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Want To Be More Than A Startup? Then Hack Every Stage Of The Customer Lifecycle

Business owners that dream of making it big time often jump on growth hacks to get that extra push they need. Once all that growth hacking pays off, though, it's time for the real thing: hacking the entire customer life cycle.

Hacking the Customer Lifecycle

Remember the last time you bought a lottery ticket?

From the time it takes to accept the ticket to stashing it at the back of your wallet, you let yourself think, “What if?”. It’s a kind of chemical-free high, an instamatic golden sunset of warm gooey-ness filled with dreams of instant fame and fortune.

This is how I saw growth hacking.

Rewind three years. Growth hacking was the attention-grabbing, eyeball wrestling topic of every self-perpetuating startup porn web site. Every time I read a new “secret reveal” on the latest growth-hacking win, my eyes would glaze over with the same dreamy golden sunsets.

That was my lottery ticket moment. All I needed was a growth-hack of my own to win big time(!).

But of course I never won the lottery. What I did learn from three years of trial and error is that growth-hacking is not a single silver bullet aimed at a single target of getting the customer.

Rather, for startups that want to make it past the first few years and thrive on their own terms, they need to hack every stage of the customer lifecycle.

What is the Customer Lifecycle?

The Customer Lifecycle

The diagram above pretty much describes the customer lifecycle for almost every business out there:

  1. Find the customer (marketing, PR, advertising)
  2. Sell to the customer (free trials, demos, sales call)
  3. Deliver on your product or service to the customer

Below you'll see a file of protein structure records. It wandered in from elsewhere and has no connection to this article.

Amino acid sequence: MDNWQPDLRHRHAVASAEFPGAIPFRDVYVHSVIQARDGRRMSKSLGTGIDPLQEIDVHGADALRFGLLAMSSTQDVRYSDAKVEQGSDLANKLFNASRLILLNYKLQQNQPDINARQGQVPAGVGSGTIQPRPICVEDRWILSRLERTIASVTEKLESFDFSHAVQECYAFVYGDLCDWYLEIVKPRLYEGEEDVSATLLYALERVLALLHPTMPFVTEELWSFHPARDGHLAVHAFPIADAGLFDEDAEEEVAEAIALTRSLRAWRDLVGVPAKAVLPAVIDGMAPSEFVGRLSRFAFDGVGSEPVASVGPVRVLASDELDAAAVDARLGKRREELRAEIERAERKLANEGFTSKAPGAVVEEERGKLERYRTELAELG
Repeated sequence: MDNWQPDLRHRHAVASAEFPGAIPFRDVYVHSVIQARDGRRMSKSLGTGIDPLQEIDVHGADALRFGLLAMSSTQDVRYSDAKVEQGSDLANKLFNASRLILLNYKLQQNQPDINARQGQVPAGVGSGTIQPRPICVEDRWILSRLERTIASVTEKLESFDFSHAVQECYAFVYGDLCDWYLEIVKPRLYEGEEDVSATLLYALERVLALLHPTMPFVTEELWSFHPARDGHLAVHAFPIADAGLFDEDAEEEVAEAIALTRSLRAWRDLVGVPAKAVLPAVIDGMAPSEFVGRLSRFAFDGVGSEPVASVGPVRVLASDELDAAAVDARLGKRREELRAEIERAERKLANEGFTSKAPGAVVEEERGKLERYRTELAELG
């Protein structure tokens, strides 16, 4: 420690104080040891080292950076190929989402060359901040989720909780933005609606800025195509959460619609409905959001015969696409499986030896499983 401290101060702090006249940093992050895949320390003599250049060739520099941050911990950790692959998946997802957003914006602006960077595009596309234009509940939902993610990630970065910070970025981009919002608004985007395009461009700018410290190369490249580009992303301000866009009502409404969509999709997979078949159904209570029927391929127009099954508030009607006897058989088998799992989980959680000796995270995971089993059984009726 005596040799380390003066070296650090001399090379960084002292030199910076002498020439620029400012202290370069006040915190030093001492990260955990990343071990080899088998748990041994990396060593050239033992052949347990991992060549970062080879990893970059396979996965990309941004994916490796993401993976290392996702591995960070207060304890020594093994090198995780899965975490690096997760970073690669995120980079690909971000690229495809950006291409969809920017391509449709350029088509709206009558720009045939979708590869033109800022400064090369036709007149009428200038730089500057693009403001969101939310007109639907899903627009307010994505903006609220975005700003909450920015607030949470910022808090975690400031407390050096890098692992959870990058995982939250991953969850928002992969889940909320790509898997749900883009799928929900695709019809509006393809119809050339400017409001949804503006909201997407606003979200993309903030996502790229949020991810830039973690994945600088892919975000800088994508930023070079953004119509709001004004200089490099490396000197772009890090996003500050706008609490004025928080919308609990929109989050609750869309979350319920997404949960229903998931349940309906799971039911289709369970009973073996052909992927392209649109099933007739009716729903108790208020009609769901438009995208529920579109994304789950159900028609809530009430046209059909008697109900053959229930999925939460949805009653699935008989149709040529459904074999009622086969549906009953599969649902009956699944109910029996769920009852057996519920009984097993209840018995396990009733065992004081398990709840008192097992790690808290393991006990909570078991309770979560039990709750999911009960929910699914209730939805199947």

4. Send a bill to the customer
  5. Support your product or service
  6. Build customer loyalty from positive experiences
  7. Repeat, repeat, repeat

Stage 1: Find the Customer

This is the heartland of growth-hacking. We’ll leave it to the experts, here, here, and here, to cover Stage 1.

Stage 2 & 4: Selling to and billing the customer
Growth Hack: Always Be Selling

This takes Alec Baldwin’s character in Glengarry Glen Ross’ infamous “Always Be Closing” to the next level: “Always Be Selling”.

Every time your business communicates with a customer it is an opportunity to keep selling and marketing the benefits of your product.

This is even more true if you’re running a subscription-based business model. Every time that subscription renews — and most likely this is every month — your customer can make a choice whether to extend another month or simply just cancel.

A simple strategy is to not just send your customer a receipt at the end of each month, but to include with that receipt information that will help to keep selling your product. For example, you might simply include links to a new training video or reveal “top-secret” information on your next product update.

Even better, if your product has tangible benefits such as saving time or money, then make sure you put this information on your invoice. If a customer is looking at an invoice for $1,000 but they can clearly see your product saved them 25 hours this month, generated 500 new site visitors, or resulted in 100 fewer bugs, then odds are that customer is going to keep on staying signed up.

Stage 3: Delivering on Your Product or Service
Growth Hack: Post-Sale Surprise

Never underestimate the power of (good) surprises. A positive surprise is the same as a good experience. People always remember experiences over intangible benefits like future discounts (2% off your next purchase in 2016!)

At this stage of the life cycle, your customer has now committed to your offering and ponied up the cash. If you’ve done an amazing job selling they’ll be excited about taking delivery. If they have had poor experiences with a similar product or industry before, they might be feeling a little anxious.

So with our product, like a lot of other cloud-based products, there is always some effort and time commitment required to get up and running. The customer has mucked their way through a free trial and signed up as a paying customer. At this point we know the customer is probably feeling a little anxious; the “easy” part of punching in their credit card is over, they now have to do some thinking work to get up and running.